Work-Life Balance Takes a Hit
The state of the economy affects our lives in so many different ways. More than just influencing our financial health, it can also force changes in other areas as well. The Washington Post recently reported how one side effect of the current economy is a shift away from a healthy work life balance.
The basic argument of the article is that when job security is reduced, employees are more likely to devote more time to their jobs. In an effort to seem as valuable as possible, employees are also cutting back on their use of many of the benefits that bring balance to their lives. Some of the cited benefits were the use of flex time, sick days, and telecommuting arrangements. They are more tentative to initiate new uses of these benefits, fearing that they may appear less committed if they ask for such special treatment.
From the employer’s perspective, the importance of work-life balance programs is also diminished. The main purpose of these programs is to retain quality employees. As part of a total compensation package, such intangible benefits may help to keep top employees who could earn slightly more elsewhere. But with alternative job prospects less attractive, employers have less fear of losing key personnel. Making cuts to work-life balance programs seems like a natural first step before cutting pay.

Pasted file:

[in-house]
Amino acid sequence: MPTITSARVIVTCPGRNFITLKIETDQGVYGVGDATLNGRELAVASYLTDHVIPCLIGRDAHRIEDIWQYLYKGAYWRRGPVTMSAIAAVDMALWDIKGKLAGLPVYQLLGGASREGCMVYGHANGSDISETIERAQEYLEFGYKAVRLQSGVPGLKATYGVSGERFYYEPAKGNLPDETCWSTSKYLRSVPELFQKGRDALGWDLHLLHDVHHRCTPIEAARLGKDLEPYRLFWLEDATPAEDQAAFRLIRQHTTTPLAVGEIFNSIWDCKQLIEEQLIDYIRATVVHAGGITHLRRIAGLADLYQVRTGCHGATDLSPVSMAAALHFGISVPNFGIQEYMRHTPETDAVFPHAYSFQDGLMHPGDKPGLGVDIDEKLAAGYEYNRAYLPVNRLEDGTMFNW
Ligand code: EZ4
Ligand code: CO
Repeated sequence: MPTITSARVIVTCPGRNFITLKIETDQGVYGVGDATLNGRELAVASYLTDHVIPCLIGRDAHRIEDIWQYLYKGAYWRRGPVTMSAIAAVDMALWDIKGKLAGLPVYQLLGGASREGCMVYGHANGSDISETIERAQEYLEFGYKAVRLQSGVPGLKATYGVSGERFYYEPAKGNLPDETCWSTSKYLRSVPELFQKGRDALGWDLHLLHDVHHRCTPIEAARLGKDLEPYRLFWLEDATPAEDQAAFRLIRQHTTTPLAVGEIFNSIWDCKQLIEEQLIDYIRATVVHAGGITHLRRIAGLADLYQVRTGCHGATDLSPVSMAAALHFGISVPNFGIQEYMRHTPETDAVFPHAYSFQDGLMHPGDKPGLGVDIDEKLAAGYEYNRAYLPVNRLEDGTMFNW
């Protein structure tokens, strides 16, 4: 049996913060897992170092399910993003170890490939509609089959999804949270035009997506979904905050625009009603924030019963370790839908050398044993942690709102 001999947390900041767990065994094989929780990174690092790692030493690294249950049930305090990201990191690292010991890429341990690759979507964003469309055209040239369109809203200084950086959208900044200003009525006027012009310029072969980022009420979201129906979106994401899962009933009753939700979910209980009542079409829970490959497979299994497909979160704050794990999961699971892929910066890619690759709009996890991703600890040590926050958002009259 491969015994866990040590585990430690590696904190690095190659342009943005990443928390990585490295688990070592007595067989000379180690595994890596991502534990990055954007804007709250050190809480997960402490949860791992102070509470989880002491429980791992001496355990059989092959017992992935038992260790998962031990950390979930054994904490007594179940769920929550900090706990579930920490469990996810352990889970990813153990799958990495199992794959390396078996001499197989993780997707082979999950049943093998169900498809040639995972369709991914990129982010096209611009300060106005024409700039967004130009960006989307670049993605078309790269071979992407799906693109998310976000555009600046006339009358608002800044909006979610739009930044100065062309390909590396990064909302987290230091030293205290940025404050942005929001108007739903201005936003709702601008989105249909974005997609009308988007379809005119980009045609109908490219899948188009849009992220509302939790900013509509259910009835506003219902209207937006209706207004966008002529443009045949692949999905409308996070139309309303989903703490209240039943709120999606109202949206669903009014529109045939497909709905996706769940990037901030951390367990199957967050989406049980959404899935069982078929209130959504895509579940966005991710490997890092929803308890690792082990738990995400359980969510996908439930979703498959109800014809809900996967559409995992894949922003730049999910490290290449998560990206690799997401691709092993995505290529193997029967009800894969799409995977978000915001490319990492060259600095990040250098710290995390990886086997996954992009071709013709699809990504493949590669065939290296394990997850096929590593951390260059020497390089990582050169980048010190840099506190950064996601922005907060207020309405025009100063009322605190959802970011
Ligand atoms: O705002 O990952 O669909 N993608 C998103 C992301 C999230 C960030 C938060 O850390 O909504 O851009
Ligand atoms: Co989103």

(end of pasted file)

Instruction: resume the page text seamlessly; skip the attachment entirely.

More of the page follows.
Some companies have actually used the slow economy to encourage flex time and telecommuting as a cost-saving measure. As a full-time telecommuter, I can attest to the productivity boost that working remotely has given me. I telecommute so that my employer can benefit from my services despite the fact that I moved far away from the company’s facility, but the productivity gains would be just as great if I were telecommuting locally.
Unfortunately, many companies use difficult times to eliminate non-traditional work arrangements, without weighing their potential benefits. Workers, forced to forgo the very work-life balance programs designed to retain them, may leave their current employer as job prospects start to improve. So go into survival mode and give a disproportionate amount of your time to your employer if necessary to keep your job, but just remember those sacrifices for negotiation leverage in the future.
Have you been working harder for fear of losing your job?
Wednesday, April 29th, 2009 at 6:05 am